The researchers and public health experts are also confounded by the fact that many Africans may consciously and rationally evaluate hygiene interventions that would improve their health but decide not to take them.
“All people understand,” says Stephen Kiberiti, a board member of HERO, the Health and Environmental Rescue Organization, a Tanzanian nongovernmental organization that is helping coordinate the fieldwork. “But then the issue is the use of resources and the issue of ownership. Most people in Dar, the houses are not theirs. Most are renting a room.” In classical economic terms, it's a question of the commons. Someone with no ownership stake is unlikely to invest in a communal solution. If the neighbors keep defecating in an adjacent field, the health benefits to the person who builds a latrine for his or her own family may turn out to be zero.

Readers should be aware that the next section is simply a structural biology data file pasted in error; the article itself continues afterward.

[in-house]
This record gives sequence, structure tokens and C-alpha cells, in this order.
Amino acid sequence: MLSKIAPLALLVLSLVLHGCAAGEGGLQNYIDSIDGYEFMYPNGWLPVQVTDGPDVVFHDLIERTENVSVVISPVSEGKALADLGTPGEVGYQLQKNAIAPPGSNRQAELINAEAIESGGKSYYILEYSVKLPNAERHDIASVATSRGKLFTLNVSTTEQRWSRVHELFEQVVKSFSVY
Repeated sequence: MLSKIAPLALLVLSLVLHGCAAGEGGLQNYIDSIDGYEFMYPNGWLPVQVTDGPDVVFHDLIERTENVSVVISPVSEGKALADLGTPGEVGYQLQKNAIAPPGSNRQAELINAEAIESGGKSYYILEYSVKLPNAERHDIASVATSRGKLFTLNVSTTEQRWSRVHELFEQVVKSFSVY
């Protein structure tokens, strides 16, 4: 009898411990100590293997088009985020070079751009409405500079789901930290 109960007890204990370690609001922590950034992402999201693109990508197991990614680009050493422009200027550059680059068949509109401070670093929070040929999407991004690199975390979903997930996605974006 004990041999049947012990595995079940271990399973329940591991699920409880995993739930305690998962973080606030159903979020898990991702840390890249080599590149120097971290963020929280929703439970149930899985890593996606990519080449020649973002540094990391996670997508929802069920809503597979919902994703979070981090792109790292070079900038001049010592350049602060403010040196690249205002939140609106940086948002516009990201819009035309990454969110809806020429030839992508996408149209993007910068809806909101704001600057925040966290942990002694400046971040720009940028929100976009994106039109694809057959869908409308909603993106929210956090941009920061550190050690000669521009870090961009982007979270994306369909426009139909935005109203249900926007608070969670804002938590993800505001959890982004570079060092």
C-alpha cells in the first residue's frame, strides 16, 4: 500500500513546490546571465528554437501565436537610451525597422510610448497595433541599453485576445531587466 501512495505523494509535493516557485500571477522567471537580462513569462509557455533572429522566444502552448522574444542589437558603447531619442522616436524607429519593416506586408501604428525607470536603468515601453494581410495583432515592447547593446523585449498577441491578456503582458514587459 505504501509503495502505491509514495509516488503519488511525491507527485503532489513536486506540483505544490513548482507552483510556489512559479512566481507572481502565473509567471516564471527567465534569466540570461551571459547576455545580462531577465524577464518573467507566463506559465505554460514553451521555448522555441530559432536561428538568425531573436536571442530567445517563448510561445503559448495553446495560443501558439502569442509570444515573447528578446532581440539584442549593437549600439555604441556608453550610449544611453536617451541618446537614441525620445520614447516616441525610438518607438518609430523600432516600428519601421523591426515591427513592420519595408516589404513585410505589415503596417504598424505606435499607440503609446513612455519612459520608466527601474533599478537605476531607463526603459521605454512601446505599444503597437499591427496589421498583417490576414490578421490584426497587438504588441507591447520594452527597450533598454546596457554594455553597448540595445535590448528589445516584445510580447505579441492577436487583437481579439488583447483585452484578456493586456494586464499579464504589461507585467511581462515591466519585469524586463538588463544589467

Tradition and cultural patterns also influence decision making in a significant way that is often hidden from foreigners or difficult for them to comprehend. Agnes Lwitiko, one of the Tanzanian enumerators, notes that “when you ask people about the importance of [water] treatment, they say they know, but” they also know that “it's expensive and my grandfather and grandmother didn't do it that way.”
Davis observes that in Tanzania, “decisions about expenditures tend to be dominated by men. Females have responsibility for health care.” The Tanzanian enumerators agree that if women were fully in charge of how the household shillings were spent, hygiene would get greater attention.
But some remain unconvinced. Stephen Kiberiti laments, “People will say, 'We never used a toilet; how can we use it now?' Even in a new house, the toilet will be the last priority.”